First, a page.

The Galactic Misfits are back, ready to keep the train rolling on one of Marvel’s most surprising success stories of late. But comedic sequels can have a hard time to capture the magic of the previous entry, so can the gang strike another home run?
Starlord, Rocket Raccoon, Gamora, Draxx, Yondu, and and Groot all return with the focus of this film being on Starlord reuniting with his long-lost father (Kurt Russell), at a time when bickering amongst the group are causing a few rifts to appear. It is one aspect of a story that certainly is trying to reveal the pasts of the characters, and coming to terms with previous faults. All set alongside the expected slabs of comedy and old school soundtrack that you’ll be expecting to see.
I’ll be keeping away from spoilers, so that means so specifics, and no ention of what happens in the credit sequences. But it does feel a little odd that outside of the main plot points mentioned above, that really all that is provided in terms of meat to the story. Kind of like the first film, you get a series of events throughout the galaxies alongside what is kind of still a rag-tag group of mercenaries. The opening title sequence with Baby Groot dancing to the music while a big boss battle happens in the background, sets the mood straight away.
So what has changed from the previous movie to this sequel? You have some more background into some of the characters, particularly Starlord and Yandu, as well as the group being separated rather than working together all the time. It doesn’t necessarily lead to two paralel story lines, but rather a case of characters splitting apart until they are reunited near the end. Most of what I’m going into here isn’t all that important in something that focuses on the comedy and visuals, but I need to bring that up all the same.
Let’s start out with the visuals, since for the first time in what must be three years, I saw a film at the cinema in 3D. Since so much of the visuals are very bright and vivid, thankfully nothing is darkened by the glasses. And some of the 3D effects are rather nice, even though the effects when two characters are just standing and talking to each other are jarring. Why make those scenes 3D?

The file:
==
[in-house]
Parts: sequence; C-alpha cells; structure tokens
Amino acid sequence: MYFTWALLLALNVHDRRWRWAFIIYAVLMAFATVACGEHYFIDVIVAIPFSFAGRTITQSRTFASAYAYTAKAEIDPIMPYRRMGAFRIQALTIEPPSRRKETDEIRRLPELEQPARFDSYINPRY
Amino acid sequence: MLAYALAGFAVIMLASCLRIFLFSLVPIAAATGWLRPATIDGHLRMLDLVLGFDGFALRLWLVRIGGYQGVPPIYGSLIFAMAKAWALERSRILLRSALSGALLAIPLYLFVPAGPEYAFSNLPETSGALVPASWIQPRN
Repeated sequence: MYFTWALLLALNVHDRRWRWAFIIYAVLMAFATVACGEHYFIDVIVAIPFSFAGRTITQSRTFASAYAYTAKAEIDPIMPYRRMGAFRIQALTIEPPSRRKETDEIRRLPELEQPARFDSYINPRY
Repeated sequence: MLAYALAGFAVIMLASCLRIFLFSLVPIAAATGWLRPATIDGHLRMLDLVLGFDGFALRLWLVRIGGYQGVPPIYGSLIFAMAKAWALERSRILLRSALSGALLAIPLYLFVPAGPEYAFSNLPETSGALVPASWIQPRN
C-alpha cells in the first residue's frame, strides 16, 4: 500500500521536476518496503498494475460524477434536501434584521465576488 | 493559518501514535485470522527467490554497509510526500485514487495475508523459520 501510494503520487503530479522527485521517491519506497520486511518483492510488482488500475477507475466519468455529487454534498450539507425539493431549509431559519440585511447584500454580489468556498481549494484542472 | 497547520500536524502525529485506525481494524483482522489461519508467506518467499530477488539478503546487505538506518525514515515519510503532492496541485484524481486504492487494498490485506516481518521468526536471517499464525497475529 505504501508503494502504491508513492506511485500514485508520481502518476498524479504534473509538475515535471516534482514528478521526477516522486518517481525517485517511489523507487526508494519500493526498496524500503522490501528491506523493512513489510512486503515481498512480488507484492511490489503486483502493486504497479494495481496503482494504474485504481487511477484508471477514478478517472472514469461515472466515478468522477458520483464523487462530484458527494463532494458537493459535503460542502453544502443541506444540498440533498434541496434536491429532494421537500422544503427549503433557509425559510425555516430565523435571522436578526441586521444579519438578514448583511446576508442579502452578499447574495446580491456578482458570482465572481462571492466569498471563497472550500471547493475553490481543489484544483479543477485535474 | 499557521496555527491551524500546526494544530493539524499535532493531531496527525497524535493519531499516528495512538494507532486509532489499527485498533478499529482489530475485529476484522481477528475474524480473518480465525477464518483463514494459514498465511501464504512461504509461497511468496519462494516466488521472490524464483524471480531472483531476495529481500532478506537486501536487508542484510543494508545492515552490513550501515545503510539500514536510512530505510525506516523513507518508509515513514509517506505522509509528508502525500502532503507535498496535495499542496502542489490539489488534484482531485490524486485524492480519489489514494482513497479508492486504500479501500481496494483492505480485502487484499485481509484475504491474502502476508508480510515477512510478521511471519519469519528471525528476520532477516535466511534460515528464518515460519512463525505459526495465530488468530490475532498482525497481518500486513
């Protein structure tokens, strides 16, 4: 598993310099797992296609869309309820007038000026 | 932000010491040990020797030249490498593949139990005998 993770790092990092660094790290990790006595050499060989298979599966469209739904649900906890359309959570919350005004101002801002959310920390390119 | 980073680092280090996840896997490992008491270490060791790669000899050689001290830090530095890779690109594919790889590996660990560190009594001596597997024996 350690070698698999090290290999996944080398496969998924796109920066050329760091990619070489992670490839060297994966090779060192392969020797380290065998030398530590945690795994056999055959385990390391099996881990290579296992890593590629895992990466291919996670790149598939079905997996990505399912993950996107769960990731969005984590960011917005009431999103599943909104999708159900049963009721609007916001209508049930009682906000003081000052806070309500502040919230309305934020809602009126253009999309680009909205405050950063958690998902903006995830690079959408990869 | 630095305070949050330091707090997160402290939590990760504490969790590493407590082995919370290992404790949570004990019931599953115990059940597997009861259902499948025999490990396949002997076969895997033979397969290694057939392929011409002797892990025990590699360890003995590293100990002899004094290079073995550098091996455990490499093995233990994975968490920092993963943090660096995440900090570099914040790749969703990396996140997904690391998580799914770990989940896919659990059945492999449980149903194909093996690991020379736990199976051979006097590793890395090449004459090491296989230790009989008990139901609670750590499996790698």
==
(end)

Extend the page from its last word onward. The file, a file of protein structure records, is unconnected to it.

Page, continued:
But that’s not to be worried upon, since the effects and aesthetic being shown off are really good. Loads of variation to the locations, a lovely and bright colour palette that’s a perfect supplement to the popcorn, and some rather excellent CG. I mean just the work alone on Rocket is as before, bloody fantastic. You never get taken out of the film by seeing him as some CG inclusion, you always see him as a character who immerses into the scenery extremely well.
The storyline itself (the primary arc) is an interesting one, and one that the film needed to discuss before things could progress elsewhere. It brings in some nice new characters, with Pom Klementieff adding a nice contribution with her side-character. By the end the overall effort is to expand things in the roster so that there are more open avenues to explore, and the choices they make sound very interesting from my viewpoint.
But from here I need to discuss one of the issues that from the moment it happened, began to dampen my hype for this movie. I mean, the dancing Baby Groot sounded cool, but that sequence running for two minutes made the joke die pretty quickly. No, it is when the Guardians begin to bicker about nonsensical stuff and split up, it hurts the overall vibe of everything. They had fights in the first movie, but they always felt funny from how they were all trying to one-up each other. When in here they start off telling each other off for every little thing… it just isn’t as funny.
And so you’re left with a fairly large segment where two arcs are being very specific at what their focus is, and the free-flowing sense that there was in the first film ceases to exist in here. You can debate as to whether this was the right choice to make or not, but I had to flex a lot for this movie in order to keep my attention going, purely from being a fan. Not a good situation to be in.
At least the points where there is comedy to be found, there are plenty that gave me a good laugh. Lots of nice little jokes here and there, fun action sequences (especially Yandu’s big piece), and the space travel piece with Rocket and Yandu leading to some hysterical faces. You’ll know what I mean when you see it. And that is the saving factor for this, with everything else going on, there are still enough giggles to keep you in your seat, enjoying the visuals and the characters on screen. All the ingrediants for a summer blockbuster? You bet your ass they are.
It’s hard for me to decide if my thoughts here are a being a bit harsh, or if I’m giving a bit too much breathing room to what is in essence, a fairly standard flick in terms of plot elements. I needed to bring up those flaws where it simply is not as fun and free-flowing as the first entry, but at the same time, I had a lot of fun with it and it is visually speaking, excellently put together. Director James Gunn probably did the best he could with this considering it needed to retain what made the first a success, while pushing the story foward and getting through some of the setups that had to happen. Unlike “22 Jump Street” which could be whatever the hell it wanted, this is setting up a lot which is yet to come.
“Guardians of the Galaxy Vol. 2” is not a carbon copy of the original, even when so many of the trace elements have been retained. Being introduced to the rag-tag group is more interesting than seeing them coming to terms with their pasts, especially when the focus is on comedy and not drama. But with all that being said, it is still very good. If you enjoyed GotG, you will almost certainly walk out of this having had a damn good time. Just… not as spectacular a time as you may have been hoping. I know, that sucks, but things could have ended up a lot worse than that.
Thanks for reading!